Damascus is Iran's main ally in the Middle East, and a supply route to its other ally, the party-cum-militant group Hezbollah in Lebanon, passes through Syrian territory. This means Iran, its partners and its geopolitical enemies all have a stake in the conflict:
• Hezbollah troops are fighting for Assad, and Iran was reported to have deployed in Syria members of its Islamic Revolutionary Guards, a special wing of the Iranian military. According to some media reports, 120,000 volunteers are on standby in Iran and ready to join the fray to prevent Assad's ouster.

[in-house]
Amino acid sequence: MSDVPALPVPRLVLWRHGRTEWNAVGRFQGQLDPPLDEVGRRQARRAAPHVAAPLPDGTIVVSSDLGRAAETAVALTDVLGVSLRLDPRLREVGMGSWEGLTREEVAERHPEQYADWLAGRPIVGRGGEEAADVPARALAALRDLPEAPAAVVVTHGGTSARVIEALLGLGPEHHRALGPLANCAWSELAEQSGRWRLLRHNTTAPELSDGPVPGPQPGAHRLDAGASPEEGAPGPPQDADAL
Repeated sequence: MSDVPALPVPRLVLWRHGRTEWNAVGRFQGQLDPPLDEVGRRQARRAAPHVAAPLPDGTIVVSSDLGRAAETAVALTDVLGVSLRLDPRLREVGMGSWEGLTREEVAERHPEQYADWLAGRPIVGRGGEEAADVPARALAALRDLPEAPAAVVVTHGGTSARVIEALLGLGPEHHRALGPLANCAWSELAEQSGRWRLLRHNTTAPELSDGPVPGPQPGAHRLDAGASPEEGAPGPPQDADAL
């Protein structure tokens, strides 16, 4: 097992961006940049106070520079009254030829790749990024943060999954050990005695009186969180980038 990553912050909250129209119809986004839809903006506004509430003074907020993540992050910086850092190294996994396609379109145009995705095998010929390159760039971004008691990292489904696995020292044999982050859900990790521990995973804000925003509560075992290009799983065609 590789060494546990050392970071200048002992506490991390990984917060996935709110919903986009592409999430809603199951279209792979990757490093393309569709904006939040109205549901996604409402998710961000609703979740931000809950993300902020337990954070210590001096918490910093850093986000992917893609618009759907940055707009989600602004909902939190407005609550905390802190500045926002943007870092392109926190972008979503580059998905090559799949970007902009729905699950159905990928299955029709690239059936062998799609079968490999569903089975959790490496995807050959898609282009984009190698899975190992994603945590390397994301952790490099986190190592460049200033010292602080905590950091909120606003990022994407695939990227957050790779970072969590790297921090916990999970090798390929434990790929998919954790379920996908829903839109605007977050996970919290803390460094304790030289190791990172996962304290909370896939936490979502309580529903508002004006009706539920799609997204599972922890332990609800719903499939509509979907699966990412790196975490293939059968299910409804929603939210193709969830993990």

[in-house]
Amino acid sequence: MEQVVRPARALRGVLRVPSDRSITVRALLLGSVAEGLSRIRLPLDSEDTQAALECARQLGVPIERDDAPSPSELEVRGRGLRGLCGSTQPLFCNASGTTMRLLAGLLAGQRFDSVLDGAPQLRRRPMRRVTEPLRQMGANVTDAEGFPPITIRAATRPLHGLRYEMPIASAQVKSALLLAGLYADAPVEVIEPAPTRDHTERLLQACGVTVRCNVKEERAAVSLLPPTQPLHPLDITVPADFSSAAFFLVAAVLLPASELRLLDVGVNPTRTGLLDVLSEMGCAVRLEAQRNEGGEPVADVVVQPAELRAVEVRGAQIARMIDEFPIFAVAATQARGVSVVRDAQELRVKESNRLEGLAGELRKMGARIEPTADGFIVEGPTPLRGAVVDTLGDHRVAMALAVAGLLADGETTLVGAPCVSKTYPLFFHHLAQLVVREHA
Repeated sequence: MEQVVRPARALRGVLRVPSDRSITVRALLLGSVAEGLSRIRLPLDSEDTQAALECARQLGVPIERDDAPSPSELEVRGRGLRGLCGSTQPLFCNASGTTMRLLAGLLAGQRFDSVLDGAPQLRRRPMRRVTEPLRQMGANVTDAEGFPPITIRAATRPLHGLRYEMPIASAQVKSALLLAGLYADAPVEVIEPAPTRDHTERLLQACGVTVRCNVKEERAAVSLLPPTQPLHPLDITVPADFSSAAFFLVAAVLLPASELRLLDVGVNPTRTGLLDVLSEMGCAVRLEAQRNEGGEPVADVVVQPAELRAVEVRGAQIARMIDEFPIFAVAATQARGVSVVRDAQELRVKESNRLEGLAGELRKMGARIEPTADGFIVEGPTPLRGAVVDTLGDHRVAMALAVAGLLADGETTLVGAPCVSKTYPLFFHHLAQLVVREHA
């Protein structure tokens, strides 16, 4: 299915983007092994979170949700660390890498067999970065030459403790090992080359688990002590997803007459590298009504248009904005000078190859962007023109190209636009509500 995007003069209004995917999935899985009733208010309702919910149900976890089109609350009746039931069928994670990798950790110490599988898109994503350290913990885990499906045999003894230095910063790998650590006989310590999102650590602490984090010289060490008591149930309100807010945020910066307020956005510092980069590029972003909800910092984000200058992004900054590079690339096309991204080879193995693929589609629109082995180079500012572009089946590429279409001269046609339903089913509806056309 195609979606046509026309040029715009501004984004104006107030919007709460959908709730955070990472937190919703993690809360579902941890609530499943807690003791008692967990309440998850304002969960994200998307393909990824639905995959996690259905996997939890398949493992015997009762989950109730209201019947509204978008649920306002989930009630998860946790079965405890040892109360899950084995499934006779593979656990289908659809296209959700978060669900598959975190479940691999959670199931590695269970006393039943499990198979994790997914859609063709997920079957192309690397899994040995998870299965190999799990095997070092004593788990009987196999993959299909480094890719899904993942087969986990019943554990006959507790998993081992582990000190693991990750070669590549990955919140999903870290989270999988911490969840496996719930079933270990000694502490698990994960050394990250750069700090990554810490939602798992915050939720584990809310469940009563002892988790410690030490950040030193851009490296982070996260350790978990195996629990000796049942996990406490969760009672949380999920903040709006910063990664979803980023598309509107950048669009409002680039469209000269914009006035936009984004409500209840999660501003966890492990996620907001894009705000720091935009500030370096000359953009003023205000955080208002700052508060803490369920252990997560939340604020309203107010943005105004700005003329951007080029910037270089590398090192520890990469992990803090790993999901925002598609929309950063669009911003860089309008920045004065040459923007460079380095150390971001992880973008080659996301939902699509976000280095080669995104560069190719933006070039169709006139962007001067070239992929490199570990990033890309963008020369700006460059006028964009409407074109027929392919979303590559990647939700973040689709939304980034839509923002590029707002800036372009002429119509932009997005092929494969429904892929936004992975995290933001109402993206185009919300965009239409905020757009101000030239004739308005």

• The Arab League – most of whose 22 members are Sunnite-dominated states that traditionally oppose Shiite Iran – are believed to be supplying arms to the Syrian opposition, mainly the jihadists. They would not support a plan to sideline the religious radicals in favor of liberals, many of whom are secular-minded, though they may be convinced not to interfere too much, Akhmedov believes.
• Iran's other enemy is the United States, which, along with the EU, has been providing the Syrian rebels with everything but firearms – medicines, communication devices, armored vehicles. Openly arming Assad's enemies is "Plan B" for the West in case the upcoming negotiations fall through, says Akhmedov, but that's hardly conducive to peace talks.